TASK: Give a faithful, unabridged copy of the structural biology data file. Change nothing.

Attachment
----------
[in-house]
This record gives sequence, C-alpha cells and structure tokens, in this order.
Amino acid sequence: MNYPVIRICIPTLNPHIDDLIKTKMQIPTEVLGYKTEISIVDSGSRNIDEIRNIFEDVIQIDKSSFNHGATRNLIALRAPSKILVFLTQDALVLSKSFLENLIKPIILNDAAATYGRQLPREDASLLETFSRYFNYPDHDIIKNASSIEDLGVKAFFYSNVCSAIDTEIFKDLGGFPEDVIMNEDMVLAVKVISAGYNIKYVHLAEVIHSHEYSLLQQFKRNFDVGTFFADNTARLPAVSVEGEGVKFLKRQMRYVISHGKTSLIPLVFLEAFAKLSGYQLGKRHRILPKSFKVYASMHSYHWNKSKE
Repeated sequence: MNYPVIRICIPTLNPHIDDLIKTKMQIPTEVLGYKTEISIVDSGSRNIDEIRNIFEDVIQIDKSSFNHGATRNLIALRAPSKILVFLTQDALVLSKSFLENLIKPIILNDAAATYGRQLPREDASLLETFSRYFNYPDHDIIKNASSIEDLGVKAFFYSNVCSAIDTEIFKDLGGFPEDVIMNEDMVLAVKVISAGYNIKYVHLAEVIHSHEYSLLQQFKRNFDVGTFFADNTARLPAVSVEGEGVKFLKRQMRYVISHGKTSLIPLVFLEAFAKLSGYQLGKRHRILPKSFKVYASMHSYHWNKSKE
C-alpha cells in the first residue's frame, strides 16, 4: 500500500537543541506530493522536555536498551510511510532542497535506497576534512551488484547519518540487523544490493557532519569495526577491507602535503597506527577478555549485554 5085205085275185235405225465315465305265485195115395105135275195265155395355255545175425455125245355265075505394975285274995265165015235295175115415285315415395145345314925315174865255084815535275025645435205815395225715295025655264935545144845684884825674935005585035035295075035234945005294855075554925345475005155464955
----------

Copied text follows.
[in-house]
This record gives sequence, C-alpha cells and structure tokens, in this order.
Amino acid sequence: MNYPVIRICIPTLNPHIDDLIKTKMQIPTEVLGYKTEISIVDSGSRNIDEIRNIFEDVIQIDKSSFNHGATRNLIALRAPSKILVFLTQDALVLSKSFLENLIKPIILNDAAATYGRQLPREDASLLETFSRYFNYPDHDIIKNASSIEDLGVKAFFYSNVCSAIDTEIFKDLGGFPEDVIMNEDMVLAVKVISAGYNIKYVHLAEVIHSHEYSLLQQFKRNFDVGTFFADNTARLPAVSVEGEGVKFLKRQMRYVISHGKTSLIPLVFLEAFAKLSGYQLGKRHRILPKSFKVYASMHSYHWNKSKE
Repeated sequence: MNYPVIRICIPTLNPHIDDLIKTKMQIPTEVLGYKTEISIVDSGSRNIDEIRNIFEDVIQIDKSSFNHGATRNLIALRAPSKILVFLTQDALVLSKSFLENLIKPIILNDAAATYGRQLPREDASLLETFSRYFNYPDHDIIKNASSIEDLGVKAFFYSNVCSAIDTEIFKDLGGFPEDVIMNEDMVLAVKVISAGYNIKYVHLAEVIHSHEYSLLQQFKRNFDVGTFFADNTARLPAVSVEGEGVKFLKRQMRYVISHGKTSLIPLVFLEAFAKLSGYQLGKRHRILPKSFKVYASMHSYHWNKSKE
C-alpha cells in the first residue's frame, strides 16, 4: 500500500537543541506530493522536555536498551510511510532542497535506497576534512551488484547519518540487523544490493557532519569495526577491507602535503597506527577478555549485554 5085205085275185235405225465315465305265485195115395105135275195265155395355255545175425455125245355265075505394975285274995265165015235295175115415285315415395145345314925315174865255084815535275025645435205815395225715295025655264935545144845684884825674935005585035035295075035234945005294855075554925345475005155464955